For example, the French word copain (friend, mate, comrade) is etymologically derived from the act of sharing bread and eating together.

Because of this multiple meanings, it became part of names such as B .:

The importance of bread in everyday farming life can be seen in many sayings, but also as part of legends.

  • “Water and bread” are a symbol of extremely meager food (for example for prisoners) or in times of need.

The price of bread was officially regulated in Austria until around the 1970s. There were fixed prices for the simple black bread 500 g and 1000 g as well as rolls. The official price for the freshly baked bread roll of 62 g (grams) was raised around 1960 from 55 to 60 and finally 62 g (groschen). When the statutory price control for rolls was lifted, the bakers' guild set the price for rolls at 65 groschen (as of June 29, 1962).

In relation to the consumer price index, the food basket in Austria was 15% cheaper in the period 1958–2010. While butter was the cheapest (-75%), bread went up the most, by a good +60%.

The German postal brings a stamp since 2018 German bread culture to 2.60 € out.

See also


Web links

Commons : Bread  album with pictures, videos and audio files
Wiktionary: bread  - explanations of meanings, word origins, synonyms, translations

Individual evidence

  1. Principles for bread and biscuits .
  2. Roth, K. (2010): Chemical delicacies . 1st edition, Weinheim: Wiley-VCH. P. 108.
  3. Handbook sourdough. Biology, biochemistry, technology . Editing: Gottfried Spicher, M. Brandt. 6th edition. 2006, Behr's Verlag, ISBN 3-89947-166-0 .
  4. Previously recognized bread specialties . brotregister.de, accessed on September 27, 2015.
  5. Simone Riehl: The long way to agriculture , spectrum 2014
  6. Marta Mariotti Lippi, Bruno Foggi, Biancamaria Aranguren, Annamaria Ronchitelli, Anna Revedin: Multistep food plant processing at Grotta Paglicci (Southern Italy) around 32,600 cal BP , in: PNAS 112 no. 39 (25 September 2015) 12075–12080.
  7. Michael Stang : Lust for the green - 30,000 years ago people were processing plants into flour. In: Deutschlandfunk broadcast “ Research Current ”. October 19, 2010, accessed September 24, 2018 .
  8. Ancient weeds hint that farming may have its roots in Israel. In: The Times of Israel . July 23, 2015, accessed November 25, 2018 .
  9. University of Copenhagen (ed.): Discovered the world's oldest bread. In: scinexx.de . July 17, 2018, accessed July 17, 2018 . Bread was baked even before the agricultural era. In: Süddeutsche.de . July 17, 2018, accessed September 24, 2018 .
  10. Erwin M. Ruprechtsberger : Beer in Antiquity - An Overview (= Linzer archaeological research special issue 8). Linz 1992.
  11. Andreas G. Heiss, Angela Kreuz: Bread for the salt works - The Celtic bread from Bad Nauheim from an archaeobotanical point of view. (PDF, 2.7 MB) In: Hessen Archeology 2006: Yearbook for Archeology and Paleontology in Hessen. 2007, p. 72 , accessed on September 25, 2018 (reproduced on holzanatomie.at).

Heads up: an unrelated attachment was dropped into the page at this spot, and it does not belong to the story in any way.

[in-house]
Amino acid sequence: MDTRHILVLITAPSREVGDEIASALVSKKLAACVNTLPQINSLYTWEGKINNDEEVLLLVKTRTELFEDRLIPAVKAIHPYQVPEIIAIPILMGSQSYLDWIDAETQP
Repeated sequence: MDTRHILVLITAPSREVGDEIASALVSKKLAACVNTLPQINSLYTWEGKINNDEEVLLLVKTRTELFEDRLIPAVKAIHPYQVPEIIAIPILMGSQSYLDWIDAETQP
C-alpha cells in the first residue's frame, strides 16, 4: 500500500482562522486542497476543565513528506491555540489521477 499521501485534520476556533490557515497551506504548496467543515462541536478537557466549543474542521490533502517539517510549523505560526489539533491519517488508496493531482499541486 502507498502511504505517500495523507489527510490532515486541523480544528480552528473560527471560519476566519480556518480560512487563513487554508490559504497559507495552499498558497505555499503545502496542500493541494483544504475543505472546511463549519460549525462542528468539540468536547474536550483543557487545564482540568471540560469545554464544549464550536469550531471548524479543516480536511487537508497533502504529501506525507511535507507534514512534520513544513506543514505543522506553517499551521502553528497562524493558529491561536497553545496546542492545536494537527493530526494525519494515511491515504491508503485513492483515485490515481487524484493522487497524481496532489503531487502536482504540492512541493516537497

12. https://www.welt.de/food/essen/article185047266/Beste-Reste-Winzersuppe-mit-Birne-und-Sahne.html
  13. 27 forms of culture included in the German directory of intangible cultural heritage . Press release of the Conference of Ministers of Education, on kmk.org; accessed on September 27, 2015.
  14. About sharing bread . ( Memento of the original from March 13, 2007 in the Internet Archive ) Info: The archive link was inserted automatically and has not yet been checked. Please check the original and archive link according to the instructions and then remove this notice. @1@ 2Template: Webachiv / IABot / www.uni-ulm.de
  15. Grain and Bread . say.at.
  16. ^ Stenographic protocol, 190th session of the Federal Council of the Republic of Austria (PDF) June 29, 1962, p. 4549 (p. 42 of 59 of the scan).
  17. Thersia Willerdorfer: Meat Consumption in Austria from 1950–2010, Trends and Drives as an Interplay of Supply and Demand ( Memento of the original from September 28, 2015 in the Internet Archive ) Info: The archive link was inserted automatically and has not yet been checked. Please check the original and archive link according to the instructions and then remove this notice. (PDF) Social Ecology Working Paper 139, ISSN 1726-3816 , April 2013, pp. 70f. @1@ 2Template: Webachiv / IABot / www.uni-klu.ac.at 
  18. German bread culture, postage stamp at € 2.60 ( Memento of the original from December 28, 2017 in the Internet Archive ) Info: The archive link was inserted automatically and has not yet been checked. Please check the original and archive link according to the instructions and then remove this notice. @1@ 2Template: Webachiv / IABot / www.bundesfinanzministerium.de